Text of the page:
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Wellcome Collection

From Wikipedia, the free encyclopedia

Wellcome Collection
The Wellcome Building.jpg
Location within Central London
Established2007
LocationEuston Road
London, NW1
United Kingdom
Coordinates51°31′33″N 0°08′02″W / 51.52582°N 0.13385°W / 51.52582; -0.13385
TypeMuseum, library
Collectionshistory of medicine
Visitors550,000 per annum, as of 2013[1]
FounderHenry Wellcome
DirectorMelanie Keen
Public transit accessLondon Underground Euston Square
National Rail Euston
Websitewellcomecollection.org

Wellcome Collection is a museum and library based at 183 Euston Road, London, displaying a mixture of medical artefacts and original artworks exploring "ideas about the connections between medicine, life and art".[2] Founded in 2007, the Wellcome Collection attracts over 550,000 visitors per year[1] and is advertised as "the free destination for the incurably curious". The venue offers contemporary and historic exhibitions and collections, the Wellcome Library, a café, a bookshop and conference facilities. In addition to its physical facilities, Wellcome Collection maintains a website of original articles and archived images related to health.[3]

History and development

Staff at the Wellcome Historical Medical Museum, c. 1915
Staff at the Wellcome Historical Medical Museum, c. 1915
Hall of Statuary, Wellcome Historical Medical Museum, Wigmore Street, London, c. 1926. Unknown photographer. The Wellcome Collection, London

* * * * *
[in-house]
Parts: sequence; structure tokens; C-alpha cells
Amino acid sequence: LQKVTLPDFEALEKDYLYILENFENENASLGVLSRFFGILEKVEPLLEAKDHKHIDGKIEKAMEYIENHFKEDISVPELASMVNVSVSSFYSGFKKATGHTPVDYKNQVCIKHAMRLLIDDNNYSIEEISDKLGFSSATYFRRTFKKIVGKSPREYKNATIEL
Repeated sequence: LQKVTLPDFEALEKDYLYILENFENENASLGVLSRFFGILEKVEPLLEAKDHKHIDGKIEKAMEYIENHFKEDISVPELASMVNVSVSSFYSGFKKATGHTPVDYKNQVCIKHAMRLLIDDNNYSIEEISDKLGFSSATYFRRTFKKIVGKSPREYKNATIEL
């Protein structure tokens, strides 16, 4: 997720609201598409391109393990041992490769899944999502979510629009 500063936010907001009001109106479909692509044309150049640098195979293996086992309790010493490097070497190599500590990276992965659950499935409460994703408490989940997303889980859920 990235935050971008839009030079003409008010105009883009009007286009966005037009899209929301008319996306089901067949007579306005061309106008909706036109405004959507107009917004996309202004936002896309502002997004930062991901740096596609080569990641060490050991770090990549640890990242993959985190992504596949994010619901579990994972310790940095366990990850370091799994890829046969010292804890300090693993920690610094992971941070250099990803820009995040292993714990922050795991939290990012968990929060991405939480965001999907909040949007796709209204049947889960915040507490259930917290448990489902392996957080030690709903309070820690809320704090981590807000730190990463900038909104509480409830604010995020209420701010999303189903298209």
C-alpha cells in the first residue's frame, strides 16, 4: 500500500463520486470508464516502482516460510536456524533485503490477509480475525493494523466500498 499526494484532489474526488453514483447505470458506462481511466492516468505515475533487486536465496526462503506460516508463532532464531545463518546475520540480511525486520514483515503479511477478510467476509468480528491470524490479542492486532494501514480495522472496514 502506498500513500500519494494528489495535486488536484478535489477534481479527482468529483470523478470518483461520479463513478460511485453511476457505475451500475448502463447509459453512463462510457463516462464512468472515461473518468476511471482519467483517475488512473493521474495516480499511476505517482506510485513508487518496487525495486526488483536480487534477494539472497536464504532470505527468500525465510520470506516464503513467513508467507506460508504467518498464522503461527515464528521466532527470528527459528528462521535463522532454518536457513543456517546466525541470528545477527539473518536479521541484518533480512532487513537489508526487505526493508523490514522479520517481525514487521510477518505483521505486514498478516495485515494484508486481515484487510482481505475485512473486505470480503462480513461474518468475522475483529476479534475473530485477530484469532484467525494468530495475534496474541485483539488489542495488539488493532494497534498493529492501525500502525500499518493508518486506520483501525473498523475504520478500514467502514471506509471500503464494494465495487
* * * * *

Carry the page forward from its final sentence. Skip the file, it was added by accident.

Hall of Statuary, Wellcome Historical Medical Museum, Wigmore Street, London, c. 1926. Unknown photographer. The Wellcome Collection, London

Wellcome Collection is part of the Wellcome Trust, founded by Sir Henry Solomon Wellcome (1853–1936). An extensive and enthusiastic traveller, Henry Wellcome amassed a huge collection of books, paintings and objects on the theme of historical development of medicine worldwide. There was an earlier Wellcome Historical Medical Museum at 54a Wigmore Street, housing artefacts from around the world.[4]

The Wellcome Trust moved its administrative offices into their new Gibbs Building (designed for the Trust by Michael Hopkins and Partners) on the adjoining site in Euston Road, completed 2004: thereby creating an opportunity for a new public venue in the old Wellcome Building. The collection opened to the public in June 2007.[5]

Due to its historical holdings, the Wellcome Collection is a member of The London Museums of Health & Medicine group.[6]

Having been open since 2007, Wellcome Collection re-opened with additional public spaces in October 2015.[7]

Wellcome Library

Three leeches attend a grasshopper, prescribing a course of bloodletting, cartoon by Jean-Ignace-Isidore Gérard c.1832. Wellcome Library collections.
Three leeches attend a grasshopper, prescribing a course of bloodletting, cartoon by Jean-Ignace-Isidore Gérard c.1832. Wellcome Library collections.

The Wellcome Library provides access to collections of books, manuscripts, archives, films and pictures on the history of medicine from the earliest times to the present day[8]